The Legend of St. Guinefort
The legend of St.
Guinefort dates to the Thirteenth century, when a
cult grew up around Lyon, France dedicated to the
worship of this holy saint. As the Legend
goes, Guinefort was a favourite of his master, we'll
call him Bob,
second only, in fact, to Bob's young son.
One day, Bob went out for a day of hunting
leaving his son in the care of the favoured
Guinefort. When hereturned he found
his son's room torn to pieces and Guinefort sitting
in the middle of the floor covered in blood. Unable
to find his son, Bob struck Guinefort dead in a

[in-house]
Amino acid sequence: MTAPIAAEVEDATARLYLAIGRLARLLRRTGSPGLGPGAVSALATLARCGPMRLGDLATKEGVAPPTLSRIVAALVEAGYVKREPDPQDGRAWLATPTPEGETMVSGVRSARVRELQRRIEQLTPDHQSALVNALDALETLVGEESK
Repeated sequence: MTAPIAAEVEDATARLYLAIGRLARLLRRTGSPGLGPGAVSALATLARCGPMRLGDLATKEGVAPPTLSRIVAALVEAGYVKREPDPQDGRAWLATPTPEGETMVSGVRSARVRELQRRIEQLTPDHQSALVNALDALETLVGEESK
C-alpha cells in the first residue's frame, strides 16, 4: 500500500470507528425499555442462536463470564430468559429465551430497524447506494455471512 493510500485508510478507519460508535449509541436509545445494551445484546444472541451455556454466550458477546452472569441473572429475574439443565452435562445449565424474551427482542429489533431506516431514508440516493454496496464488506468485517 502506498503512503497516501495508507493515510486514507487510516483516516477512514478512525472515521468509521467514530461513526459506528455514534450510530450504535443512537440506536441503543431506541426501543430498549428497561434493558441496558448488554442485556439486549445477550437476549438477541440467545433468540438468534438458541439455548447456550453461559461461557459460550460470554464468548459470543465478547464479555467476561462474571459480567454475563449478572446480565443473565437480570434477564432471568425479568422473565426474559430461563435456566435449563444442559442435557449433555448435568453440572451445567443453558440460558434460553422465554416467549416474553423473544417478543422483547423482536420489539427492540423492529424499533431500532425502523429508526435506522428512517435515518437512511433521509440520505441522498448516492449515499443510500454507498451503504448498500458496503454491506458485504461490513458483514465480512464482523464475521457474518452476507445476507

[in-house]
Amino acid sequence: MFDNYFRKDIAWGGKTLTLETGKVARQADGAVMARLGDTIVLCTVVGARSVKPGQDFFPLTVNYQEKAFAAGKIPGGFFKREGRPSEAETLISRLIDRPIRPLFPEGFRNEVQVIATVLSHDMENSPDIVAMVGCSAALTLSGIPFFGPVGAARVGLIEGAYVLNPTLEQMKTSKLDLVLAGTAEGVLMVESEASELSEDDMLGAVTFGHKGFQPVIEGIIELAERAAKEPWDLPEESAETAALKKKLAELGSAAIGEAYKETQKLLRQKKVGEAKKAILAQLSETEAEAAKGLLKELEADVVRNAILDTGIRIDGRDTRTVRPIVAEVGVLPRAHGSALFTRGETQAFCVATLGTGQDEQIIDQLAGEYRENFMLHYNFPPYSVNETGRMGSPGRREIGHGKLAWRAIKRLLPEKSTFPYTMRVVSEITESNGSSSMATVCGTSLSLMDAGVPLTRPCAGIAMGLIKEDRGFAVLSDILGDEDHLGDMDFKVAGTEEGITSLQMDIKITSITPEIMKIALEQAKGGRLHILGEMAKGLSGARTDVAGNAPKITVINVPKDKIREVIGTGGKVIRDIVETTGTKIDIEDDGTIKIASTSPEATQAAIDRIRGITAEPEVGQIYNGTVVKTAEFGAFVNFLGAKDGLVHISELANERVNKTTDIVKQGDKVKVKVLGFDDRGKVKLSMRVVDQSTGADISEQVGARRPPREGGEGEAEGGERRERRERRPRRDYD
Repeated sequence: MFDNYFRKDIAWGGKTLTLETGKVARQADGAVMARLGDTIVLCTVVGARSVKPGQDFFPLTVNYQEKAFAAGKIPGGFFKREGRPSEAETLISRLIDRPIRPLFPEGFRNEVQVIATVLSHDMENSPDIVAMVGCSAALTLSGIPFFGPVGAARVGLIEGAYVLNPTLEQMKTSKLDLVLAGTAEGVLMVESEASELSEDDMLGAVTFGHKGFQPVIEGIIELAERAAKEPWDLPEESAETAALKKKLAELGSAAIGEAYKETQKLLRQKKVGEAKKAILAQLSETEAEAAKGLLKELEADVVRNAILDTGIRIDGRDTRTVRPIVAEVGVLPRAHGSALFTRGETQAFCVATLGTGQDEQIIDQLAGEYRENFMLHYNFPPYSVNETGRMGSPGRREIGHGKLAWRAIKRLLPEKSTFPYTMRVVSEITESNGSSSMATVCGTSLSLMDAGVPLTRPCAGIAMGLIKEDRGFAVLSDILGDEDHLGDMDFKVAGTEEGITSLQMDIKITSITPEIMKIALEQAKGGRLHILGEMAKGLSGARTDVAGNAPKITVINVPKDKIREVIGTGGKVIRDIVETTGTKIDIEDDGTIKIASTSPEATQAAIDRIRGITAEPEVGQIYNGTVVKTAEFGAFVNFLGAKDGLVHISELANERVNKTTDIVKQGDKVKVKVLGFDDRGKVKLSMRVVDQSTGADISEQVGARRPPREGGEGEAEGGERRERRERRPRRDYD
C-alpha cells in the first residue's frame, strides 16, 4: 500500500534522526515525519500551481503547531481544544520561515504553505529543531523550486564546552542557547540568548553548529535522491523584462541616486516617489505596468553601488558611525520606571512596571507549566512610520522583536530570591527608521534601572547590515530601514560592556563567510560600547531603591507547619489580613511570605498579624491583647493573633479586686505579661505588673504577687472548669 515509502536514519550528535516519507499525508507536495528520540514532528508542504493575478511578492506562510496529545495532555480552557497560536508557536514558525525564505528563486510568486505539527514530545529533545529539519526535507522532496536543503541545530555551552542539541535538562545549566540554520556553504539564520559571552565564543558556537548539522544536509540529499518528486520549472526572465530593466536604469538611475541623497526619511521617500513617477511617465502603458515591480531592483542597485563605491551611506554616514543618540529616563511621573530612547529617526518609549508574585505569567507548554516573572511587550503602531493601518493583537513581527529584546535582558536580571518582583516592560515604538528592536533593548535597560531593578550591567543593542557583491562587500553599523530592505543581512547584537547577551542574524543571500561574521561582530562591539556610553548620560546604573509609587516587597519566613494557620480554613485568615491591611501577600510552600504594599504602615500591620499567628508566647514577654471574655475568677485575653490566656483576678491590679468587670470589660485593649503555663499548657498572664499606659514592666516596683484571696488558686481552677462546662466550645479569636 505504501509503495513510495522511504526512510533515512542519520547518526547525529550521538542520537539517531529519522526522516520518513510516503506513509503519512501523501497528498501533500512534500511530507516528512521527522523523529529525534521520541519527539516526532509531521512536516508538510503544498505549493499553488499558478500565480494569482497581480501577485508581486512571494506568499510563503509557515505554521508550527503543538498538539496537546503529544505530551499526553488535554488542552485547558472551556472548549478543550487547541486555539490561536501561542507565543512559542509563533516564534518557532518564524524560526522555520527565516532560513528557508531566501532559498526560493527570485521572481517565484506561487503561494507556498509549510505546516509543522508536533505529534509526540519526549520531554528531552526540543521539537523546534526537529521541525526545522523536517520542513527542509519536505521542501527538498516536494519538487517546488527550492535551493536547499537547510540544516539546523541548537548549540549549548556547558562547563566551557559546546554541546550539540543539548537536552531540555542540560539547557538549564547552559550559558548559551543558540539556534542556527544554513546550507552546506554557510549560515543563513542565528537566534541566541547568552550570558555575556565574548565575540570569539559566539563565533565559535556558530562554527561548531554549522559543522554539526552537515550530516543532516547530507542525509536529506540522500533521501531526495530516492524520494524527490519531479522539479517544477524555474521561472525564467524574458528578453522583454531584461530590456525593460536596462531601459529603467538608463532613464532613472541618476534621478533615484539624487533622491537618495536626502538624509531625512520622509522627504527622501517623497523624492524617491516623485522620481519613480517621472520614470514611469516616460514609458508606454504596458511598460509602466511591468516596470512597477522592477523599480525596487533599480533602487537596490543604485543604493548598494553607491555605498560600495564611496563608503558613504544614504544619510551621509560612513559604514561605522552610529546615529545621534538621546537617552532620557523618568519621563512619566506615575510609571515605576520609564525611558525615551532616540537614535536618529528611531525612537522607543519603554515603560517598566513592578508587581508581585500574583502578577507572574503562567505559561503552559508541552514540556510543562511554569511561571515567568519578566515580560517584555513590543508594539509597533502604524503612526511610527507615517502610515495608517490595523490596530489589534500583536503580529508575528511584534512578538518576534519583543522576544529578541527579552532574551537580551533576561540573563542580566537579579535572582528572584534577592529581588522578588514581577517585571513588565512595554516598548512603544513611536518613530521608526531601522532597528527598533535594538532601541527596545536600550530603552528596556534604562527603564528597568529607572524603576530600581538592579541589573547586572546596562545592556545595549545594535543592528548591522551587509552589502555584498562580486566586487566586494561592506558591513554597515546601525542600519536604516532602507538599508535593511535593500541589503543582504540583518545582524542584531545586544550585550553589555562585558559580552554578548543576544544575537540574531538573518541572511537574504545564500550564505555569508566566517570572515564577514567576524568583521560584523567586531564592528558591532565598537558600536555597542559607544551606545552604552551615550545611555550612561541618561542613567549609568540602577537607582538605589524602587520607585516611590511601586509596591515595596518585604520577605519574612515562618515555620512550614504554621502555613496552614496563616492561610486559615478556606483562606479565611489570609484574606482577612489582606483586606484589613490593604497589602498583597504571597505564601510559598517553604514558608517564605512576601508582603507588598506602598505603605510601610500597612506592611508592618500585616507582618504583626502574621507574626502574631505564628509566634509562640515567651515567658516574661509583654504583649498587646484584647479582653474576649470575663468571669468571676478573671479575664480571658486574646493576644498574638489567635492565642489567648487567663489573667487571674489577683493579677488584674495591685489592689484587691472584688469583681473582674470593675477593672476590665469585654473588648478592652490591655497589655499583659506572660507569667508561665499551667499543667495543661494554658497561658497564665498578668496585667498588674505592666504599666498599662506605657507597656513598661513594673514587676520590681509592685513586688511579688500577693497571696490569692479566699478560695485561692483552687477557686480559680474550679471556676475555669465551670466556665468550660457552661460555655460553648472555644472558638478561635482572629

single blow and threw the body down a well.
Returning to his son's room to grieve, Bob
heard a cry, turning over the child's bed he found
his son safe and sound next to the body of a huge
python. In an instant the master realized what
had happened, Guinefort had bloodied himself by
killing the snake and saving the child's life.
Full of remorse, Bob converted the well in to
a shrine and the people of the surrounding area
began to worship Guinefort as a saint and protector
of small children. It may be important to note
at this stage that Guinefort was a greyhound.
Eventually the papacy heard of the holy dog and sent
a legate around to tell the people to knock it off
with the animal worship.
For more about St.
Guinefort, please visit the Internet Medieval
Stephen de Bourbon (d. 1262): De Supersticione:
On St. Guinefort